Next single Young Guns (Go For It) established Michael as main composer, lead singer and producer (and sometimes instrumentalist) for Wham!. The group’s big break came in November 1982, when another act pulled out of appearing on the BBC’s early-evening ‘Top Of The Pops’ show. Although the single was only at #42 that week – ‘Top Of The Pops’ usually focused on the hits in the Top 40 – they were invited to fill the slot that had opened up. Shown on the edition of 4th November, it was a remarkably assured debut featuring a charismatic performance from Michael and Ridgeley and regular backing singers/dancers D. C. Lee and Shirlie Holliman (who would appear on the cover of Smash Hits herself a few years later as part of duo Pepsi and Shirlie). The single went up the chart 18 places the following week. It was what they had needed to get themselves noticed, and a repeat broadcast of the same performance on the show two weeks later sent the single into the Top 10.
The next move was to re-promote Wham Rap! which made the Top 10 early the following year. By now, work on the debut Wham! album, to be titled Fantastic, was nearing completion. Bad Boys was the final single to be released prior to the album and it became Wham!’s biggest hit to date when it was released on the May Day bank holiday in 1983, going all the way to #2. It also gave them their only hit from Fantastic in America, making #60 on the Hot 100. Despite this, it has apparently never been one of Michael’s favourite compositions; he once described it as an “albatross”. (The 1997 album If You Were There, from which the title of this blog is taken, was compiled by Michael himself and included all he thought worth preserving from his Wham! years. Bad Boys was notable by its absence, although it had appeared on other Wham! compilations in the past.)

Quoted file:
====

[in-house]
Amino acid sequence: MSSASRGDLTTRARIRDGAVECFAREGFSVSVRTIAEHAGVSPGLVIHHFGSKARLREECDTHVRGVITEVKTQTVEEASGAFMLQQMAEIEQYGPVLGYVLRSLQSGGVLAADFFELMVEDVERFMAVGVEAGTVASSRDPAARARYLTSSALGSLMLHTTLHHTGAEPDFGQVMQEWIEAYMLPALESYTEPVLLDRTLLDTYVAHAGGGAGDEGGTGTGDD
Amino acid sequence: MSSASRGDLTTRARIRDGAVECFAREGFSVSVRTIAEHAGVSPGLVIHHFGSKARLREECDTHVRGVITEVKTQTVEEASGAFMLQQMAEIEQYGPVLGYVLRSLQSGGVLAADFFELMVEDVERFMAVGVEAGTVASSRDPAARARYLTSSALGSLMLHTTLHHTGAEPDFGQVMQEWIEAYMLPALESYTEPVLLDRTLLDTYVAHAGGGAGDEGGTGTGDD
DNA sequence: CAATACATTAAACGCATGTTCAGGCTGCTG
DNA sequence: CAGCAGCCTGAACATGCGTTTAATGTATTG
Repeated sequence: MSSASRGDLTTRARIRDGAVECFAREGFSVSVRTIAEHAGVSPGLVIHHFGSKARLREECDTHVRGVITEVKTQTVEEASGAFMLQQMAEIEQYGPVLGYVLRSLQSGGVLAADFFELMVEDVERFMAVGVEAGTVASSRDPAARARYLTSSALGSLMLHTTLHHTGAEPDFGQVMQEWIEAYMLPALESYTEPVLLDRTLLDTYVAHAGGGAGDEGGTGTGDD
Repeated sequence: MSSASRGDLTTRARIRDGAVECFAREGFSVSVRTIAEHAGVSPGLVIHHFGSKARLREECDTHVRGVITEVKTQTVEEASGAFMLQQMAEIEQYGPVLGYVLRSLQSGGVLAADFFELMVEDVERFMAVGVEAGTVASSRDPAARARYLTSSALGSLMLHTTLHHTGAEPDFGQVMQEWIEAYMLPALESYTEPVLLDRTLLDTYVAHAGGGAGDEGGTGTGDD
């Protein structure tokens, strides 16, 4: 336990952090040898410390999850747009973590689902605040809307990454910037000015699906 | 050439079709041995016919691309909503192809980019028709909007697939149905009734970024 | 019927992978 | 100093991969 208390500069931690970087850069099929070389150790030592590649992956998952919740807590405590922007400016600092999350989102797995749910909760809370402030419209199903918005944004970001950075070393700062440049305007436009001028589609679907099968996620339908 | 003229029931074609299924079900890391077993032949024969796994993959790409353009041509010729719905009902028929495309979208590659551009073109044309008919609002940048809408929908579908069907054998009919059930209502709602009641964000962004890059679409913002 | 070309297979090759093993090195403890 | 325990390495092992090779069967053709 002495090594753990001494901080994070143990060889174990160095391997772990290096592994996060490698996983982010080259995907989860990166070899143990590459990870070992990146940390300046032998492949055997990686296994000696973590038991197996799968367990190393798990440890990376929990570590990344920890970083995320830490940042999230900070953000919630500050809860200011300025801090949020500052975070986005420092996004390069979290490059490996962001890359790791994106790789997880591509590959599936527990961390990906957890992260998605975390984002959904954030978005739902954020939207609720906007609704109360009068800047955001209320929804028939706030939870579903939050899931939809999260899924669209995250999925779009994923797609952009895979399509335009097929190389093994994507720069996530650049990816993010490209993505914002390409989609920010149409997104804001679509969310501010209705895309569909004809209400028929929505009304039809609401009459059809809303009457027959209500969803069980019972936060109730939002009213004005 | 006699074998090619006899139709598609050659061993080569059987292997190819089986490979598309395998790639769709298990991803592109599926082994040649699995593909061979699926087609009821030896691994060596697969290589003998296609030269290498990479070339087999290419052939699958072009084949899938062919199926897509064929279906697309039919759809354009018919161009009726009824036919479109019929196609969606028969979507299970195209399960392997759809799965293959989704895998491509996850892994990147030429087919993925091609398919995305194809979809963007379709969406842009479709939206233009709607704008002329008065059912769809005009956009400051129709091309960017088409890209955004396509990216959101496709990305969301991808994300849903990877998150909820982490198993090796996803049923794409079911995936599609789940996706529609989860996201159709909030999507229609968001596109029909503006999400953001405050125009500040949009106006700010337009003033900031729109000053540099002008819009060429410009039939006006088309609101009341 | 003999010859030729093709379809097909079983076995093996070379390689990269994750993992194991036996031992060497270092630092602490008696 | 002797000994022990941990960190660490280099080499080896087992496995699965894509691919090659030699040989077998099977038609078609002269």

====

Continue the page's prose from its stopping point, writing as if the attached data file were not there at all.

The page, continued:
Unfortunately, at this stage Michael and Ridgeley weren’t making any money, and the realisation that they weren’t likely to in the near future no matter how many records they sold had started to dawn on them. The production costs of Fantastic were covered by Inner Vision but they were recoupable from Wham!’s sales royalties. Wham! found even after three Top 10 hits that if they were making a PA in the evening, they had no money to get a cab home again afterwards. Much of this had to do with the deal that Dean had made with CBS over a year earlier. It included clauses such as this: CBS would pay no royalties to Inner Vision for 12” singles until a minimum of 30,000 copies of a title had been sold. As Inner Vision was specializing in dance music – the very genre where the 12” format was most popular – this restricted an important potential revenue stream for Dean. He had passed this problem on to Wham! with their contract with Inner Vision: Michael and Ridgeley didn’t receive royalties for 12” singles at all, no matter how many they sold. As they were a dance act, and tens of thousands of the singles sold were likely to be on 12”, not all the sales contributing to a high chart placing were earning them any money.
Michael decided his band needed a new producer and new record company. Just as Fantastic appeared in the shops in July 1983, Simon Napier Bell was hired to look after them.
NEW SINGLES on sale from May. 2
ORCHESTRAL MANOEUVRES IN THE DARK Messages (Dindisc DIN15)
WHAM! Bad Boys (Inner Vision IVLA3143)